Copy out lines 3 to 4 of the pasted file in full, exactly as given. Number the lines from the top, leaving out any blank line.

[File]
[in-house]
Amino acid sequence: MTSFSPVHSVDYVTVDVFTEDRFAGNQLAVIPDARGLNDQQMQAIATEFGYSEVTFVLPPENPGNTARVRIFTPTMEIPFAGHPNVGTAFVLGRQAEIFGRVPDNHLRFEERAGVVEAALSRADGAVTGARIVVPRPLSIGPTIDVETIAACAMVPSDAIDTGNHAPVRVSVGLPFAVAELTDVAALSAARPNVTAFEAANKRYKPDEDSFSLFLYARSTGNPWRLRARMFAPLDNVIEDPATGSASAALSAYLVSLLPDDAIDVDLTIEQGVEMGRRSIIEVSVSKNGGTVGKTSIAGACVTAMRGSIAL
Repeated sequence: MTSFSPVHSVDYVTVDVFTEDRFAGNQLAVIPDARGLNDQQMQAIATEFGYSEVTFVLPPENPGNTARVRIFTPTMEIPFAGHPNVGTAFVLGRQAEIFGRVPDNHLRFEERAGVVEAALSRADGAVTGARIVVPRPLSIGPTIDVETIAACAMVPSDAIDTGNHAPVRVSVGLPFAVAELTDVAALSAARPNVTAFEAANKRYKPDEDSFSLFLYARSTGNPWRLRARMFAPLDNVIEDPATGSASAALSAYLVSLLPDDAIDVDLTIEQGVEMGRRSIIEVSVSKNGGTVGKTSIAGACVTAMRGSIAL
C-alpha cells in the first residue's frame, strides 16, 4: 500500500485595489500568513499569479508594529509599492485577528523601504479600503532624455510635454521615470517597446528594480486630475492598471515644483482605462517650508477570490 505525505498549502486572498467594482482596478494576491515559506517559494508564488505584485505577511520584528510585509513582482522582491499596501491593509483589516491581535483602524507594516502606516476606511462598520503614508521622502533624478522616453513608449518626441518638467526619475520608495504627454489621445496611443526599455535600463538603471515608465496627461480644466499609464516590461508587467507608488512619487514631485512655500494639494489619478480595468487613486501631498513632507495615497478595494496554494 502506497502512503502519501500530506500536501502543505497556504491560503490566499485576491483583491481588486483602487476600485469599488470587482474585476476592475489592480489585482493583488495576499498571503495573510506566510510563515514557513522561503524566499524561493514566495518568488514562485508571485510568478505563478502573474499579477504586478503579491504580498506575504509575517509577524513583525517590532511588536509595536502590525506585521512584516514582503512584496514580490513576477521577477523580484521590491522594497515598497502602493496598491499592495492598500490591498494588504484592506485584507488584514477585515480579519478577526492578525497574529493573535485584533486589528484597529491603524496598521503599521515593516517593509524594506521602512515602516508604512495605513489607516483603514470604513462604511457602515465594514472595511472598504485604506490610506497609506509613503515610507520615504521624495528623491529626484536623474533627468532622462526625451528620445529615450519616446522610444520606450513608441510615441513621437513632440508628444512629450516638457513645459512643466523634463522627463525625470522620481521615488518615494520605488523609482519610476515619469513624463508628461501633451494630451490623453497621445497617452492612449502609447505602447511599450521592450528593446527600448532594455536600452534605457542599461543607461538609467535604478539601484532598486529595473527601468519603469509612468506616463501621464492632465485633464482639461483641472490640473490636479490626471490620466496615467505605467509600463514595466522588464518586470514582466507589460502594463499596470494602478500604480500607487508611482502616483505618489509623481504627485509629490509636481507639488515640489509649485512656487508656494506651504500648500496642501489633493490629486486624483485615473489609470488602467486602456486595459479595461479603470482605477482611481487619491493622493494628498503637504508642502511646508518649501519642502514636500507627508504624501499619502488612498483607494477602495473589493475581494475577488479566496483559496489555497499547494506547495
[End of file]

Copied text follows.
Repeated sequence: MTSFSPVHSVDYVTVDVFTEDRFAGNQLAVIPDARGLNDQQMQAIATEFGYSEVTFVLPPENPGNTARVRIFTPTMEIPFAGHPNVGTAFVLGRQAEIFGRVPDNHLRFEERAGVVEAALSRADGAVTGARIVVPRPLSIGPTIDVETIAACAMVPSDAIDTGNHAPVRVSVGLPFAVAELTDVAALSAARPNVTAFEAANKRYKPDEDSFSLFLYARSTGNPWRLRARMFAPLDNVIEDPATGSASAALSAYLVSLLPDDAIDVDLTIEQGVEMGRRSIIEVSVSKNGGTVGKTSIAGACVTAMRGSIAL
C-alpha cells in the first residue's frame, strides 16, 4: 500500500485595489500568513499569479508594529509599492485577528523601504479600503532624455510635454521615470517597446528594480486630475492598471515644483482605462517650508477570490 505525505498549502486572498467594482482596478494576491515559506517559494508564488505584485505577511520584528510585509513582482522582491499596501491593509483589516491581535483602524507594516502606516476606511462598520503614508521622502533624478522616453513608449518626441518638467526619475520608495504627454489621445496611443526599455535600463538603471515608465496627461480644466499609464516590461508587467507608488512619487514631485512655500494639494489619478480595468487613486501631498513632507495615497478595494496554494 502506497502512503502519501500530506500536501502543505497556504491560503490566499485576491483583491481588486483602487476600485469599488470587482474585476476592475489592480489585482493583488495576499498571503495573510506566510510563515514557513522561503524566499524561493514566495518568488514562485508571485510568478505563478502573474499579477504586478503579491504580498506575504509575517509577524513583525517590532511588536509595536502590525506585521512584516514582503512584496514580490513576477521577477523580484521590491522594497515598497502602493496598491499592495492598500490591498494588504484592506485584507488584514477585515480579519478577526492578525497574529493573535485584533486589528484597529491603524496598521503599521515593516517593509524594506521602512515602516508604512495605513489607516483603514470604513462604511457602515465594514472595511472598504485604506490610506497609506509613503515610507520615504521624495528623491529626484536623474533627468532622462526625451528620445529615450519616446522610444520606450513608441510615441513621437513632440508628444512629450516638457513645459512643466523634463522627463525625470522620481521615488518615494520605488523609482519610476515619469513624463508628461501633451494630451490623453497621445497617452492612449502609447505602447511599450521592450528593446527600448532594455536600452534605457542599461543607461538609467535604478539601484532598486529595473527601468519603469509612468506616463501621464492632465485633464482639461483641472490640473490636479490626471490620466496615467505605467509600463514595466522588464518586470514582466507589460502594463499596470494602478500604480500607487508611482502616483505618489509623481504627485509629490509636481507639488515640489509649485512656487508656494506651504500648500496642501489633493490629486486624483485615473489609470488602467486602456486595459479595461479603470482605477482611481487619491493622493494628498503637504508642502511646508518649501519642502514636500507627508504624501499619502488612498483607494477602495473589493475581494475577488479566496483559496489555497499547494506547495